About Zimbabwe

A landlocked country often described as the most beautiful in all of Southern Africa, bordered on the north-west by the great Zambezi and in the south-west by the Limpopo, Zimbabwe is home to the awesome majesty of Victoria Falls, swathes of wild savannah and magical wilderness of Mana Pools National Park. 

While most visitors to Zimbabwe will want to go on safari to see Africa’s big game and also marvel at one of the seven wonders of the world, the Victoria Falls, on a guided walk or from up high on a helicopter trip, there are numerous other ways to enjoy your holiday here.



Zimbabwe’s culture is extremely diverse as a result of the many indigenous groups which call the country home. While Shona is the largest ethnic group with the predominant hold in many areas, there are several other groups which have influenced the Zimbabwe of today.


Best time to visit

With mild temperatures, virtually no rain and low malaria risk, the dry May to October winter season is generally seen as the best time to visit Zimbabwe for game-viewing, although note that September and October are extremely hot and dry months. The best time to travel to Victoria Falls is between April and May.


How many days do I need in Zimbabwe?

Zimbabwe remains one of the best travel destinations on the African continent, boasting attractions such as the thundering Victoria Falls, the rugged Eastern Highland and game-rich wildlife parks and reserves.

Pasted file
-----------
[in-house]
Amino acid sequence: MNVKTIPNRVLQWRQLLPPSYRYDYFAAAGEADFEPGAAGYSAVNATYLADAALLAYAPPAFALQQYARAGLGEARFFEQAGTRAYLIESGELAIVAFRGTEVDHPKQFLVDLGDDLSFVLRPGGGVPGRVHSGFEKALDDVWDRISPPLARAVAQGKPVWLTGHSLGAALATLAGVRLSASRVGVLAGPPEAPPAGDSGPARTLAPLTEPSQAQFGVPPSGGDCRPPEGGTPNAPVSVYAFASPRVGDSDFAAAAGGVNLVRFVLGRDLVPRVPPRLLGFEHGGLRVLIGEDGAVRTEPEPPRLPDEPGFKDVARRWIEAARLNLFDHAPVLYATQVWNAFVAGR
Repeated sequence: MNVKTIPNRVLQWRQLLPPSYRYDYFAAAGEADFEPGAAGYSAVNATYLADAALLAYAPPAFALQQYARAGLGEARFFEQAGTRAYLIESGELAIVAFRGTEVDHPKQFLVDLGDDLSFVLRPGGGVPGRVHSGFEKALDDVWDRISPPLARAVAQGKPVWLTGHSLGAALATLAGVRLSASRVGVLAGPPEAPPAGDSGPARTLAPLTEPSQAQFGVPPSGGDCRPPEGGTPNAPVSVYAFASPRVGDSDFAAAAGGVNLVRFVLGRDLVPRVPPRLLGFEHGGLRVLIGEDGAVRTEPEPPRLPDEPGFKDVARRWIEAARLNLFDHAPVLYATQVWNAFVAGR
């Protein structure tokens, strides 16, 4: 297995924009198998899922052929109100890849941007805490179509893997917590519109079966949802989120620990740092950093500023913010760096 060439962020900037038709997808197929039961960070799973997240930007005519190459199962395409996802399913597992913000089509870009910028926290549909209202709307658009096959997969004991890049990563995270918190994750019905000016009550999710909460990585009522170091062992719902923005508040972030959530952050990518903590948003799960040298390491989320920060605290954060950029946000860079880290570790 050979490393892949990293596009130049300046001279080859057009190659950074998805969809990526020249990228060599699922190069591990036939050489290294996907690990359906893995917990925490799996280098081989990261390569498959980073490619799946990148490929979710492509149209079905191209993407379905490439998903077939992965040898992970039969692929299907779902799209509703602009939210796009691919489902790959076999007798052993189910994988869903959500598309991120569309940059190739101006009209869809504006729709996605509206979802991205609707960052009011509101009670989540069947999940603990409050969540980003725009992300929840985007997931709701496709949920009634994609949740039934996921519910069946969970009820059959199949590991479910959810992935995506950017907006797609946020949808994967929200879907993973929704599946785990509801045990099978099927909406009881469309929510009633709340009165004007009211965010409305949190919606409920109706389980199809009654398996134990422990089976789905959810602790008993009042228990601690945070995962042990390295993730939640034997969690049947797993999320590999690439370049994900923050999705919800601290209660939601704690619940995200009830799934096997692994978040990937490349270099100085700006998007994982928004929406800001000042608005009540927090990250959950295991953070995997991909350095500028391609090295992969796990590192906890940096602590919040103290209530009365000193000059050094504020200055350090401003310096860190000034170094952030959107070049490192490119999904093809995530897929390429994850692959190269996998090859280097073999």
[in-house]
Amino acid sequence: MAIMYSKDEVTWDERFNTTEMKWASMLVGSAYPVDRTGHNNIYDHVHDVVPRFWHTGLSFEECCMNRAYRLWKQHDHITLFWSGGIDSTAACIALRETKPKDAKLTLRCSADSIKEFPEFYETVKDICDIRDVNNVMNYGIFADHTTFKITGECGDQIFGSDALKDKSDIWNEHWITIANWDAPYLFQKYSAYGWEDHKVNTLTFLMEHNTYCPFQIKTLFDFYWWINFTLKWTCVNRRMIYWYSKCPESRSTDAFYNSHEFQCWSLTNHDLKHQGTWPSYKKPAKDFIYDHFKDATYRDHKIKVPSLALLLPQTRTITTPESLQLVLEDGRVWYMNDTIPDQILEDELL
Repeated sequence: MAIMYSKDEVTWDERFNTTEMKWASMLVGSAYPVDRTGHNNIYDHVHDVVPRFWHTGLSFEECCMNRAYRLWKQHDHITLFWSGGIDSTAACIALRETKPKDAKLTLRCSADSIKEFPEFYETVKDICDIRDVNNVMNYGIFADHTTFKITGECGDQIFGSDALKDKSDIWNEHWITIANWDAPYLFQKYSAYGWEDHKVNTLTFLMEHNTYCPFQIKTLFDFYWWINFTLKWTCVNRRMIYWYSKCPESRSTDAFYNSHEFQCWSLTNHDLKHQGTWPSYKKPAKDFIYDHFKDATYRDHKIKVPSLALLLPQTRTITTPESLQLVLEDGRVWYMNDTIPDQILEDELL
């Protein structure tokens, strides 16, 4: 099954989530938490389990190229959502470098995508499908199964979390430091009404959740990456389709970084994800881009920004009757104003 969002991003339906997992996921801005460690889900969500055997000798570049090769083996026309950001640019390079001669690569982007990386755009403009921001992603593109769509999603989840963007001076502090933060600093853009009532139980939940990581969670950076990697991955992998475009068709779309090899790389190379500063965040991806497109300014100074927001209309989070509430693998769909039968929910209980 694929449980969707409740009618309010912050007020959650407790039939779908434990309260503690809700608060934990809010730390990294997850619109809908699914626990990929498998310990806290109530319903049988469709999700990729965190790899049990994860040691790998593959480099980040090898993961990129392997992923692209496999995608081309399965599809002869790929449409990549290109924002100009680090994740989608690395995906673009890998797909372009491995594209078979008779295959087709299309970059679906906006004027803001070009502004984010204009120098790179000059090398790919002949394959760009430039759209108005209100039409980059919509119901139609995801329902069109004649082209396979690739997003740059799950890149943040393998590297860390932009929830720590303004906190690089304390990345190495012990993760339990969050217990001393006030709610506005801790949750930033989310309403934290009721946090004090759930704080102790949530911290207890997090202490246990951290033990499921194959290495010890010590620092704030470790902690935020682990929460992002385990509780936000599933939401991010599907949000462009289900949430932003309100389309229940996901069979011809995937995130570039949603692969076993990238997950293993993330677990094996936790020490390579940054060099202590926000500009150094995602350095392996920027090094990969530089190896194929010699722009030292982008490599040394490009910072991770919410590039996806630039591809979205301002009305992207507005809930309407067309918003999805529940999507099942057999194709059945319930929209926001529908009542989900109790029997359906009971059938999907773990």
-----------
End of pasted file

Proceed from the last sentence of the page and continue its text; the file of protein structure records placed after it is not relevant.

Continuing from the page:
1. Spend four days around Victoria Falls.

2. Spend three days in Hwange National Park.

3. Spend three days in Matobo National Park.

4. Spend four days in Matusadona National Park and Lake Kariba.


Things to do in Zimbabwe

Car hire and self-drive are good options for most of the routes and the internal road network. Also, If you are planning a long itinerary it is really a good idea to get a local travel agent to put together the logistics for you. On the other side, there are also safari packages available that will combine accommodation in different areas like Victoria Falls, Hwange, Kariba and Mana Pools transport between these will then be arranged. Choose your best option!